Cole Kmet Continues To Fight For Draft Positioning

Bryan Driskell

Former Notre Dame tight end Cole Kmet is one of nine players from the 2019 squad that will get a chance to boost their NFL Draft stock at the scouting combine, which takes place later this month.

Kmet continues to be near the top of the tight end board, but there’s still some variation with how he is viewed. Mock drafts have Kmet going between round one and round three, and while some consider him the top tight end in the draft, others have him ranked lower.

Sports Illustrated draft analyst Kevin Hanson and analyst Scott Wright both rank Kmet as the tight end in the draft. Here’s why Hanson puts Kmet in the top spot:

“Expectations were that Kmet would return to school in 2020, but the dual-sport athlete (with baseball) for Notre Dame had a change of heart and has the potential to be the first tight end off the board. A safety valve for Ian Book as a junior, Kmet became more involved in the passing attack and finished with 43 catches for 515 yards and six touchdowns in 2019. More of a receiving threat than blocker at this point in his development, he has experience both in-line and detached with a frame to add more mass.”

Wright has Kmet in the top spot while listing the former Irish standout with a projected 4.87 in the 40-yard dash. I’ve read knocks on Kmet’s speed and athleticism on a few different occasions, and that is where the combine could result in his draft stock taking a major jump if he can silence those questions. I won't be surprised if Kmet surprises many analysts with his testing numbers and performance in drills.

The Athletic draft analyst Dane Brugler ranks Kmet as the second best tight end in the draft. He projects Kmet with a 4.69 in the 40-yard dash. Bruger sees Kmet as a throwback tight end in the NFL.

“A two-year starter at Notre Dame, Kmet was the starting tight end in head coach Brian Kelly’s pro-style scheme, splitting his snaps inline, on the wing and detached. Following in the footsteps of players like Golden Tate and Jeff Samardzija, he is the latest Notre Dame product who split his time between baseball and football in South Bend, choosing the NFL over MLB, like Tate.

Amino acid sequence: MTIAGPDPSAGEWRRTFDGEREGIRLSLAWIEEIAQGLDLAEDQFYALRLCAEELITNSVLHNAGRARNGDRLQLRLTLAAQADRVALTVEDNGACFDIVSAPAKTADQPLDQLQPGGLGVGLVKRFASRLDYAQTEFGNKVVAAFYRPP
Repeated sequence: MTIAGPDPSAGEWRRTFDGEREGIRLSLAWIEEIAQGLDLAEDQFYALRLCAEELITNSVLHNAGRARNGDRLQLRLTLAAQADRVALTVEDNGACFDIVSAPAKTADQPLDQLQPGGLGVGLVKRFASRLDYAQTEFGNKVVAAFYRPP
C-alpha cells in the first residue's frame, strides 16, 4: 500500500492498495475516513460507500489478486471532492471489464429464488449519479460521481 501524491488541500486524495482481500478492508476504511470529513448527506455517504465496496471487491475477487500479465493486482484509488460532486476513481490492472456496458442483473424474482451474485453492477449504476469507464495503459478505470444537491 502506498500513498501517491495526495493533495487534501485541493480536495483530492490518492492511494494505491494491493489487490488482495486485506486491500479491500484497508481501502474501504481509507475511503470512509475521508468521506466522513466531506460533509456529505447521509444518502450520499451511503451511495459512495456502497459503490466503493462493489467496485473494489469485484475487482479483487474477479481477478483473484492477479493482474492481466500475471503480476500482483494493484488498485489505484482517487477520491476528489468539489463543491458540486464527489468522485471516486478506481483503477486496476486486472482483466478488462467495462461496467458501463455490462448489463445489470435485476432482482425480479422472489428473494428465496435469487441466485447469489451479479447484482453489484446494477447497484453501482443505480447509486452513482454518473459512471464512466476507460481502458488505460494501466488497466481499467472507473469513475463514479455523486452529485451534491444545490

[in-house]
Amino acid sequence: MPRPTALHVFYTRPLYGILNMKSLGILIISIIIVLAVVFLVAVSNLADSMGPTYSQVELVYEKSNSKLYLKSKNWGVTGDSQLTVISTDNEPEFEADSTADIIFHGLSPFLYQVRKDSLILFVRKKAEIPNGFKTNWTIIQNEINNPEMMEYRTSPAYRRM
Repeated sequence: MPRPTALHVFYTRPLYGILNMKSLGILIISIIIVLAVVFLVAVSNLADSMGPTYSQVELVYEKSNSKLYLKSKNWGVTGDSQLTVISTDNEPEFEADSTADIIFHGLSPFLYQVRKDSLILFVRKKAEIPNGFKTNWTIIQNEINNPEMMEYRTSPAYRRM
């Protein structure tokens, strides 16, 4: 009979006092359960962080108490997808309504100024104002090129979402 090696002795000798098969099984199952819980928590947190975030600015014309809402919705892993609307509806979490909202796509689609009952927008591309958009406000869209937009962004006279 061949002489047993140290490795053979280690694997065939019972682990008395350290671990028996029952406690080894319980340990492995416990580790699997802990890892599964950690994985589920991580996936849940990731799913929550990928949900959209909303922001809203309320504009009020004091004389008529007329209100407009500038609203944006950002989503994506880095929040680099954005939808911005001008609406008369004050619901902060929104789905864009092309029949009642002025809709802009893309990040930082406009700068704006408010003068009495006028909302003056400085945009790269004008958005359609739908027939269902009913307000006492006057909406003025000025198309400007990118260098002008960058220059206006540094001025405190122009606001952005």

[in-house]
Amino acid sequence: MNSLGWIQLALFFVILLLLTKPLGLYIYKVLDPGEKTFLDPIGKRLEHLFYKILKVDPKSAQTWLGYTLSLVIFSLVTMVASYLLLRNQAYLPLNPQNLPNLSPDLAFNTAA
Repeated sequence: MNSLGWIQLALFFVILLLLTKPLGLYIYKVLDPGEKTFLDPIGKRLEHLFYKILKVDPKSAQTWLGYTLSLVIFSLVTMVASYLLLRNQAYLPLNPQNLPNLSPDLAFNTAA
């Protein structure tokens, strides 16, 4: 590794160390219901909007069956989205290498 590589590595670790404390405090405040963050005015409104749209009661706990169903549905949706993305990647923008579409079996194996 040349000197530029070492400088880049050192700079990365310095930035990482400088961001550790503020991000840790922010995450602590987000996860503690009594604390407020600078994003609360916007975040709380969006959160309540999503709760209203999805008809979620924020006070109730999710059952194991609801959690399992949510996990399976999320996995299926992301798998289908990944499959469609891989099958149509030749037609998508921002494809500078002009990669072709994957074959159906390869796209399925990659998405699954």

*Kmet is an easy player to like on and off the field, with outstanding ball skills and body control to dominate the catch point. While he must continue learning the details of route-running and blocking, he has never played only one sport, so year-round dedication to football will certainly accelerate his development. Overall, Kmet is a dependable and physically impressive pass-catcher who doesn’t have a deal-breaking weakness to his game, projecting as an NFL-ready “Y” target similar to Jason Witten when he was coming out of Tennessee.*

Brugler ranks Dayton tight end Adam Trautman as the top tight end on the board. Hanson ranks Trautman No. 4 and Wright ranks him No. 2.

Kyle Cribbs from The Draft Network ranks Kmet as the fourth best tight end in the draft. Here is his analysis of Kmet:

“Cole Kmet surprised with is declaration after initially committing to return for 2020. Kmet is a smooth athlete and, although not the most explosive player, displays a significant size advantage in the middle of the field. Kmet will need to continue to improve upon his blocking and balance at the point of attack but has the frame and functional mobility/strength to be a plus blocker with more consistency on this front. Should be a starter in a traditional TE role with some time to develop.”

Fellow TDN analyst Jordan Reid ranks Kmet fifth at the position, which is the lowest I've seen him ranked.

One of the consistent knocks that I see on Kmet is his blocking, and this is the one that cannot be dismissed at the combine. Kmet was not a strong blocker for Notre Dame, which is due to a number of factors. One, Kmet never really fully committed to football until his final year. Combined with the fact his position coach was also the coordinator, his technique wasn’t where it needed to be.

What scouts will see on film is a player with the size and power to be a strong blocker, but he’ll need to continue adding weight room strength that will come as he gets further away from playing baseball, and he’ll need to enhance his technique. When a player has a trait that is somewhat easy to correct it usually won’t impact his grade as much as an issue like lacking speed, size or agility.

Early in the season I did a film room breaking down the traits Kmet brings to the game. You can read that HERE.

Comments (1)

If he goes anywhere other than first or second round he'll be an absolute steal .